Starvation provisions, overloading of work, dismal or absent accommodation and sanitation, and the individual viciousness of Japanese and Korean engineers and guards, took their expected toll. Disease (predominantly dysentery, malaria, beriberi and cholera), brutality (69 men were beaten to death by their guards) and 12 to 18 hour daily work shifts made for a high death rate. In fact, the work went on 24 hours a day with the aid of oil pot lamps and bamboo/wood fires that were kept burning all night long. When looking down on the wok area at night it looked like working in the “jaws of hell” – thus the workers gave it the name “Hellfire Pass”.
Read the rest of the story at Environmental Graffiti.

Odds and Sods

Are you really sure it was a mask?
After all the shrub rapped and stole the nation.
Man robs bank wearing a 'George Bush' mask
For the second time in just more than a month, a Central Texas bank is robbed by someone wearing what police are calling a "George Bush" mask.

Man long, declared dead arrested
On paper he was deceased, legally declared dead 16 years ago. In reality, Thomas Steven Sanders had lived openly for years without anyone noticing that fact a ' until his weekend arrest on suspicion of kidnapping a Las Vegas girl who recently turned up dead.

Police pull over triple-decker truck
Police officers in China were stunned to spot a truck driver carrying another two trucks on top of each other.

'Merchant of Death' extradited

An ex-Soviet officer who sparked a fierce tug of war between Moscow and D.C. is suddenly whisked to the U.S. 

Clever reuse of vuvuzelas

The instrument made famous by the 2010 World Cup gets some clever second lives.

The most common driving mistakes

It's often too easy to blame everything from minor scrapes to major collisions on other drivers. 

Worst ways to give advice

"Follow your heart" may be the wrong answer when you're asked to weigh in on a touchy situation.  

Non Sequitur


How to pick your health plan

These tips can help clear the confusion during the open enrollment season. 

Work naps are good for you

More companies are recognizing that a power snooze increases alertness and brainpower.  

Six great encore careers

It's easy to switch into these "encore" fields — which pay up to $80,000.  

Suspension Gives MSNBC, Keith Olbermann Bump In Ratings

A suspension is good business for MSNBC and Keith Olbermann -- at least in the short term.

Deficit alarms public less than politicians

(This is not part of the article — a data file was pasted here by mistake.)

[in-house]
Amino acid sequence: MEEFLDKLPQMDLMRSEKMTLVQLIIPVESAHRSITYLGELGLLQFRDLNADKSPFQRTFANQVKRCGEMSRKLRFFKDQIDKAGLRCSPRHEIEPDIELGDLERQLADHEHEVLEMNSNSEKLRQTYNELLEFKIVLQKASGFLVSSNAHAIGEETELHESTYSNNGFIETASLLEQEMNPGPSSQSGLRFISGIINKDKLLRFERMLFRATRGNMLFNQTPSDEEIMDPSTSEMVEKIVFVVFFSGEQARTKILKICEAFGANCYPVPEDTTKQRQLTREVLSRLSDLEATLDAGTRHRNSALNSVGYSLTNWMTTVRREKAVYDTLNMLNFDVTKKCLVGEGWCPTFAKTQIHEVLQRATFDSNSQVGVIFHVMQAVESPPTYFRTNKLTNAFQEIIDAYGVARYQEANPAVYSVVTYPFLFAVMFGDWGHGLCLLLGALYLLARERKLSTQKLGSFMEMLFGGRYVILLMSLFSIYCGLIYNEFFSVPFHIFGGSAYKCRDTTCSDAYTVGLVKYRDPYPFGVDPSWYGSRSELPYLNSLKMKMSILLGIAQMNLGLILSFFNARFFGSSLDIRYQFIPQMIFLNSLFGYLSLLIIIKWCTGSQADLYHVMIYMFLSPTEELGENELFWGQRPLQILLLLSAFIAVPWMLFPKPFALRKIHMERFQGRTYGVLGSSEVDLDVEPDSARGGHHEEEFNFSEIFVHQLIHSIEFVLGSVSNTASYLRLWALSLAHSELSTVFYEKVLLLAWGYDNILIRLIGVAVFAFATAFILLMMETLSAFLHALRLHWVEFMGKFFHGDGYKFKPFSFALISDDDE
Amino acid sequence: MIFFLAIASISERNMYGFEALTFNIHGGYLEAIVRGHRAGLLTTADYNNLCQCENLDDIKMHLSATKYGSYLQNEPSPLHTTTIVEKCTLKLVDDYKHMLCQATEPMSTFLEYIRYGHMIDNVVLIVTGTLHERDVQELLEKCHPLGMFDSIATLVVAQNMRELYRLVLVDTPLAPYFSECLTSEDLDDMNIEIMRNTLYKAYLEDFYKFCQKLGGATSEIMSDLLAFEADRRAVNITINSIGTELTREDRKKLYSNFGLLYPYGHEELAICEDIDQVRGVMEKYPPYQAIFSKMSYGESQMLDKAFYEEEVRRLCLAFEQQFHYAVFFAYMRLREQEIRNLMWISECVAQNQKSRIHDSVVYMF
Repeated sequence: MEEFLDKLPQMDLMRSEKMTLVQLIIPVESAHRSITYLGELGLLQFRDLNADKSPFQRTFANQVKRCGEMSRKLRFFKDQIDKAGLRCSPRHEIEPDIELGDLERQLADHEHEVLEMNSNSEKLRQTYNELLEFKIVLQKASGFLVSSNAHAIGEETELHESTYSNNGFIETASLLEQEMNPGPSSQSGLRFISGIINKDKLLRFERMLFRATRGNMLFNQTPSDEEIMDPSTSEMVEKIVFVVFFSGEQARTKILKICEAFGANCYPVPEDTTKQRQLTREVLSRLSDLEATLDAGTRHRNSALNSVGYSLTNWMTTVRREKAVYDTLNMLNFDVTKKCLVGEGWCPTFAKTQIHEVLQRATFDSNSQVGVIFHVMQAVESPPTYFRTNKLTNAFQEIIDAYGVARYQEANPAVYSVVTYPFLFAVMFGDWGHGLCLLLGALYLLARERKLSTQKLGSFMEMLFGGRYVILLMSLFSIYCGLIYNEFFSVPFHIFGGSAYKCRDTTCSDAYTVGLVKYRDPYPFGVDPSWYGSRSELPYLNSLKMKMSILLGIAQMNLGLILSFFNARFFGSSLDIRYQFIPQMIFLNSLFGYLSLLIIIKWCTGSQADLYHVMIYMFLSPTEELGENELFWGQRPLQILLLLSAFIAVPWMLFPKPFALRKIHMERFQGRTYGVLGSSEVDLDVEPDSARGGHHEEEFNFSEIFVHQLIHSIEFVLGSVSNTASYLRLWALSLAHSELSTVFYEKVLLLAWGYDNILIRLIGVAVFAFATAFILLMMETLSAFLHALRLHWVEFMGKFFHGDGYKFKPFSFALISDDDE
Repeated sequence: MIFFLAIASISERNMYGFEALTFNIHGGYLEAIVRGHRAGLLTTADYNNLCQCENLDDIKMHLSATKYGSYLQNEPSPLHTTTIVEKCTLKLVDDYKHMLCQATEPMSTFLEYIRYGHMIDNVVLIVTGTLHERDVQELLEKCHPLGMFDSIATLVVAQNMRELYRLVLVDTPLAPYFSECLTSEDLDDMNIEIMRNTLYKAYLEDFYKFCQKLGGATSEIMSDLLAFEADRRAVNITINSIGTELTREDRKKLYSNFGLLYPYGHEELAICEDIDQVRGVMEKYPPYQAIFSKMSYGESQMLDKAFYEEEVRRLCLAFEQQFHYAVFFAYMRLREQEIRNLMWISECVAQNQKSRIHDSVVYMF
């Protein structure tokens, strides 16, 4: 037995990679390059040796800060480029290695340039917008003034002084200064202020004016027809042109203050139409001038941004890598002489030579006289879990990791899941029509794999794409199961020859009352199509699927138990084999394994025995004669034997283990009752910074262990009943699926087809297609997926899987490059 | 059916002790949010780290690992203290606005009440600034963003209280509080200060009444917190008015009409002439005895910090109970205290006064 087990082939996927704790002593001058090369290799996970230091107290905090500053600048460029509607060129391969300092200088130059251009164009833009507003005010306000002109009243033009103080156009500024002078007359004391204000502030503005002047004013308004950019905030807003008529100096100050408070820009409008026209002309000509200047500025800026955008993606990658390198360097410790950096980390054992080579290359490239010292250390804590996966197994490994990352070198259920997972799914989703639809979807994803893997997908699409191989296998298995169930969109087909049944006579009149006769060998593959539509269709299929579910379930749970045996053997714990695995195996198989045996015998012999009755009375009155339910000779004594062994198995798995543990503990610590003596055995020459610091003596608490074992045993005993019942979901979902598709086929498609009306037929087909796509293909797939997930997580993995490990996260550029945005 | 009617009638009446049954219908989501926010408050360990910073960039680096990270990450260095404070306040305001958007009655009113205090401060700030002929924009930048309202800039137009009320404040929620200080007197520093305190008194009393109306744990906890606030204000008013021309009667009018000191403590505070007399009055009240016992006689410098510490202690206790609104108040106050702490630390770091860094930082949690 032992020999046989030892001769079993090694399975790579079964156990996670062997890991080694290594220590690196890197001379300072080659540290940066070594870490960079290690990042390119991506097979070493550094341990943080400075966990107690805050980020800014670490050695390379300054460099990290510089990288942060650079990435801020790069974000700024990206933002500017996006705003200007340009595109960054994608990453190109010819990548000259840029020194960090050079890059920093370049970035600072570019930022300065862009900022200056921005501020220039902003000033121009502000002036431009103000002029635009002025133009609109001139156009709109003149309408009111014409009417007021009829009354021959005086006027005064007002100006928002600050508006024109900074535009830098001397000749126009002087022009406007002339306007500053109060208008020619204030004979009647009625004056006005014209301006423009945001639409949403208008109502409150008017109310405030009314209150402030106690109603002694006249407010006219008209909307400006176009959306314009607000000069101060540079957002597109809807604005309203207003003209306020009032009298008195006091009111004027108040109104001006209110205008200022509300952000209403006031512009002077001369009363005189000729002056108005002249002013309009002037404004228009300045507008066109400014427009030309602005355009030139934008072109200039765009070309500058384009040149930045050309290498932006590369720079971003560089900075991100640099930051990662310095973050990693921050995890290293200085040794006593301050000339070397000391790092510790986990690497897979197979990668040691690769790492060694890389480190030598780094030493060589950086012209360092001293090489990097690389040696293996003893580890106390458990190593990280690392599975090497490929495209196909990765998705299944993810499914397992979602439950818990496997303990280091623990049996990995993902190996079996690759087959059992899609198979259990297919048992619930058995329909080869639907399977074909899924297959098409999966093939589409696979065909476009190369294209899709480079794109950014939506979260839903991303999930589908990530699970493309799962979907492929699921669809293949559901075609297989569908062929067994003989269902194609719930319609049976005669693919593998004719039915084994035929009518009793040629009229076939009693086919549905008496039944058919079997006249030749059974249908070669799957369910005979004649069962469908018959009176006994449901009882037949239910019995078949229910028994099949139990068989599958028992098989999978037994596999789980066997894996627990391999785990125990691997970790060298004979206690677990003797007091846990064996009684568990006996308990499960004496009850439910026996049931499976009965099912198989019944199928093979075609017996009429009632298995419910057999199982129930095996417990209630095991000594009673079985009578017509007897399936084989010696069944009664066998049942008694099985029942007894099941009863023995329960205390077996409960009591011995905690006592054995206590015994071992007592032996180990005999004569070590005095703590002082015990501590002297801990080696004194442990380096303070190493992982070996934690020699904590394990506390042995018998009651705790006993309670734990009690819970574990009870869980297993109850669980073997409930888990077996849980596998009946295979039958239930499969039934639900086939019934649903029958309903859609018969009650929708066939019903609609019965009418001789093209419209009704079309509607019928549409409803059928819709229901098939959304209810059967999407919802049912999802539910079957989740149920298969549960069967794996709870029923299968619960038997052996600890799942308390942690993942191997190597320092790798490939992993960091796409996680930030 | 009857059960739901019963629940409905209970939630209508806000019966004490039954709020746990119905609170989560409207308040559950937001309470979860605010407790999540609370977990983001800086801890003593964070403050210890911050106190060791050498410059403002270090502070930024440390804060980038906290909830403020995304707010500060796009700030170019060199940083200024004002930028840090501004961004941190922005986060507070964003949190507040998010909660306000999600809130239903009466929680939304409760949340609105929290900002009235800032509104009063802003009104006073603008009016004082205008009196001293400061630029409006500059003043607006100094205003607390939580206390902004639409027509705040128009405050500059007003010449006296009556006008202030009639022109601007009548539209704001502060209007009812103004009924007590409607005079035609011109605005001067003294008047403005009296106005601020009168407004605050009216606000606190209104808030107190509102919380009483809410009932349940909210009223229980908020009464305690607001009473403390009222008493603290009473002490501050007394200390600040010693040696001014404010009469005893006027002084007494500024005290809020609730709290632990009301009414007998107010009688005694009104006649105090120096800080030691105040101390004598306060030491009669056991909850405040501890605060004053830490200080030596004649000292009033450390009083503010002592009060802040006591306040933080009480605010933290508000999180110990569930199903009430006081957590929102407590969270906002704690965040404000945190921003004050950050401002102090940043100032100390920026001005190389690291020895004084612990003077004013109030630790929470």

The $1.4 trillion gap is a Washington obsession, but voters have other priorities, polls show. 

Tax hikes on the horizon

The shrub-era tax cuts aren't the only crucial measures that could affect wallets at all income levels.

Calling for foreclosure help

One major bank hears countless tales daily about lost jobs and overdue bills.  

Housing advice for 2011

Buyers, owners, and sellers can benefit from these tips if real estate rebounds next year.  

Drastic changes for floor plans

With buyers looking for something smaller, homebuilders are cutting traditional rooms.  

What affects credit scores

The single most important component of your rating looks at your ability to repay. 

Resist these sales pitches

These seven clever come-ons often push holiday shoppers to overspend.  



A one-way ticket to Mars?

The pioneers would prep the planet for human habitation — but never return to Earth.  

Lucky glimpse at black hole's birth

Scientists stumble across a first-of-its- kind view of the birth of a voracious baby black hole.  

The Leonids

I'm always wary about writing about celestial events. When I do, the clouds roll in.



Crocodile vs. Mother Elephant

A couple of weeks ago, we posted a story about a crocodile attacking a baby elephant. That news article said that crocodiles don’t normally attack elephants. Maybe something has changed, because it’s happened again -this time in Zambia’s South Luangwa National Park. Swiss tourist Martin Nyfeler caught several photographs of the encounter between a mother elephant with her baby and a Nile crocodile.

Killer whales seen surfing

A pod of orcas takes full advantage of a giant surf swell off the coast of New Zealand.